William Wordsworth's poem "Daffodils" was published 200 years ago today.
It was one of over 300 written by the poet during his 80-year life, much of which was spent in Cumbria.
William Wordsworth, claimed by some to be one of the most influential poets of the Romantic era, was born in Cockermouth on 7 April 1770.
It was during these years that he discovered his love of nature, a theme which permeates much of his writing.
Historians say he spent his childhood roaming the outdoors, playing and reading in his garden and by the banks of the River Derwent.
After studying at Cambridge University, Wordsworth spent time moving around the country with his with his sister Dorothy.
In 1795, the pair moved to Dorset . However, two years later they moved to Somerset, where Wordsworth spent time with Samuel Taylor Coleridge.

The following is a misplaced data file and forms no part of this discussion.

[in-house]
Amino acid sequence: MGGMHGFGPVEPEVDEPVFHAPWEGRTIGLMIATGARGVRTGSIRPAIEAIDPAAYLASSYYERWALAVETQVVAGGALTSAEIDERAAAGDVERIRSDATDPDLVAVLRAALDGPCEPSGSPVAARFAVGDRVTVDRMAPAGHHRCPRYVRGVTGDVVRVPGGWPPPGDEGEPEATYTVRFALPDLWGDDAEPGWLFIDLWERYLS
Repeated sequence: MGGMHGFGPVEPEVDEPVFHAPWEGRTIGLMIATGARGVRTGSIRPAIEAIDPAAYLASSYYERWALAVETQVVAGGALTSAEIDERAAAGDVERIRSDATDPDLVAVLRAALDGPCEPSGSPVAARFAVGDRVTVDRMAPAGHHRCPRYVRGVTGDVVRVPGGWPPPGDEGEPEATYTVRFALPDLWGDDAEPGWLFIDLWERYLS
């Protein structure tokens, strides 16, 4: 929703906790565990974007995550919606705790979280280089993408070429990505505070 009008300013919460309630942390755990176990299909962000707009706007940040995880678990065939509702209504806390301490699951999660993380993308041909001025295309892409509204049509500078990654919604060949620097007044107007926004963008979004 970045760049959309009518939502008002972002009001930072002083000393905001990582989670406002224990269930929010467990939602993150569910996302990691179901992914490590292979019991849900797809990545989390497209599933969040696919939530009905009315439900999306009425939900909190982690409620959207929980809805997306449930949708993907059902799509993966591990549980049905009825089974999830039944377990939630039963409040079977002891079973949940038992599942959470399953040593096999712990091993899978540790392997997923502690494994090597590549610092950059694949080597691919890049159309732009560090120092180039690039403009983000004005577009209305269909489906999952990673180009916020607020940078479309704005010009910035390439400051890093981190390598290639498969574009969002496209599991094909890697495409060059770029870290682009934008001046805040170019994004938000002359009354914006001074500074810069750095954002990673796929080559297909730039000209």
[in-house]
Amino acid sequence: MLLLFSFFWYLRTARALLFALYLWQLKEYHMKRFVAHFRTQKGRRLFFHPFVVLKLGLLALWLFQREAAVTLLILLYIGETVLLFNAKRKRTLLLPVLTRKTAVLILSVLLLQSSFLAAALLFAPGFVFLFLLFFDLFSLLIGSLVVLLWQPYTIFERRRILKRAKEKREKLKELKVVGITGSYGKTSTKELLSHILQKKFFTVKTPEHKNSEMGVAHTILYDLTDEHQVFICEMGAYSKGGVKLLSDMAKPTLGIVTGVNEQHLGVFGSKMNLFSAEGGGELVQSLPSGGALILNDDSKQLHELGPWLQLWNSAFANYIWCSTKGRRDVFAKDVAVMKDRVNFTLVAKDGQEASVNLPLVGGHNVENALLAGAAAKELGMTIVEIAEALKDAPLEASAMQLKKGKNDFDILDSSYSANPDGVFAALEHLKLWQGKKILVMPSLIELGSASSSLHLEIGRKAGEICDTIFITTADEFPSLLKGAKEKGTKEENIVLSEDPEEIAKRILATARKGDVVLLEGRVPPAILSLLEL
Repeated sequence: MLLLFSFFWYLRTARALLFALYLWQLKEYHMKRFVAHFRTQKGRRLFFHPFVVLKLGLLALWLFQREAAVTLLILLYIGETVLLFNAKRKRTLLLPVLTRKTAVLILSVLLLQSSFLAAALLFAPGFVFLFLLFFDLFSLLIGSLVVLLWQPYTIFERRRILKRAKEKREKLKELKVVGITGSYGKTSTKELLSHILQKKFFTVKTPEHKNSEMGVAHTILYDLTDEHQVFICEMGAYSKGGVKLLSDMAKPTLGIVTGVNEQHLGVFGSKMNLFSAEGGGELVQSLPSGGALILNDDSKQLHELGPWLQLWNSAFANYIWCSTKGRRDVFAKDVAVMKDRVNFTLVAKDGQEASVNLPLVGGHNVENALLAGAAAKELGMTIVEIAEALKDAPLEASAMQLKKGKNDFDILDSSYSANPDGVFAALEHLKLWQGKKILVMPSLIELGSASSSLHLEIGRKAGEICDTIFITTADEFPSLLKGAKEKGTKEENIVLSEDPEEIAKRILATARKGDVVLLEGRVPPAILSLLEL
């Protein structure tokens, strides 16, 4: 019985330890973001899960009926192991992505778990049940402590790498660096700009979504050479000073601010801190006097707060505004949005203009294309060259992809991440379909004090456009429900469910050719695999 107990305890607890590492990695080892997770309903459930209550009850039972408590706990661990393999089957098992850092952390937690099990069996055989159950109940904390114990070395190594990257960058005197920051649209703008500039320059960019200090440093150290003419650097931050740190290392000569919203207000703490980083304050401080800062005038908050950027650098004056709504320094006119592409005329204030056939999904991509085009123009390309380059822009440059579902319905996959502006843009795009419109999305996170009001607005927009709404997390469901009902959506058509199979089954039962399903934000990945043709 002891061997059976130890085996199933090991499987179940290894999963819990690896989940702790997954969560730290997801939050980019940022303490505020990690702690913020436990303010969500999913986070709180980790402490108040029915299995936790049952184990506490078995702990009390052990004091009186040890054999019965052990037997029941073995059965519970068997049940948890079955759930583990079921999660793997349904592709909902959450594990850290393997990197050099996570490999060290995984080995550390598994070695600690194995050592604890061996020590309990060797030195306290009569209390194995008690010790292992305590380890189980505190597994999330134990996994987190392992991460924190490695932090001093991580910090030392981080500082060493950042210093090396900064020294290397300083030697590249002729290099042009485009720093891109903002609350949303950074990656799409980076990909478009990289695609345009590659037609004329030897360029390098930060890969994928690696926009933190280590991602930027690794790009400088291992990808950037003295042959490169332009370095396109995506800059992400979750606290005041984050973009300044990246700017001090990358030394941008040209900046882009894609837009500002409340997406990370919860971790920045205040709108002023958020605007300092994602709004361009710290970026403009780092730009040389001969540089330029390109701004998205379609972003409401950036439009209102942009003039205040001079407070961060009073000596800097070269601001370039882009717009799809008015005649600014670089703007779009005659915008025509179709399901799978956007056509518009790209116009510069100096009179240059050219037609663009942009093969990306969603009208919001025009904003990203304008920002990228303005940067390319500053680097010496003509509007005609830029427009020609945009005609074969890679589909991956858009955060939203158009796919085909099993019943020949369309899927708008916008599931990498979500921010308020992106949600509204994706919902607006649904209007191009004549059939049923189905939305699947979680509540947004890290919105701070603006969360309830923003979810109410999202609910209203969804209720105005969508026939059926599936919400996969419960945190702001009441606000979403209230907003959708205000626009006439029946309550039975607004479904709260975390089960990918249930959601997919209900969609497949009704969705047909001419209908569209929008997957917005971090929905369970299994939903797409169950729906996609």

Coleridge contributed to and helped shape Wordsworth's work, and the two are often credited with kick starting the Romantic movement in English poetry.
In 1799, Wordsworth and Dorothy moved to Dove Cottage in Grasmere. It was here that Wordsworth wrote his most famous piece, 'Daffodils', in 1804 (although it would be 1815 before the revised version we know today was published).
Three years later, he married Mary Hutchison and in 1813, they moved to Ambleside, where he would become Poet Laureate.
Ambleside would be his home until his death from Pleurisy on 23 April 1850.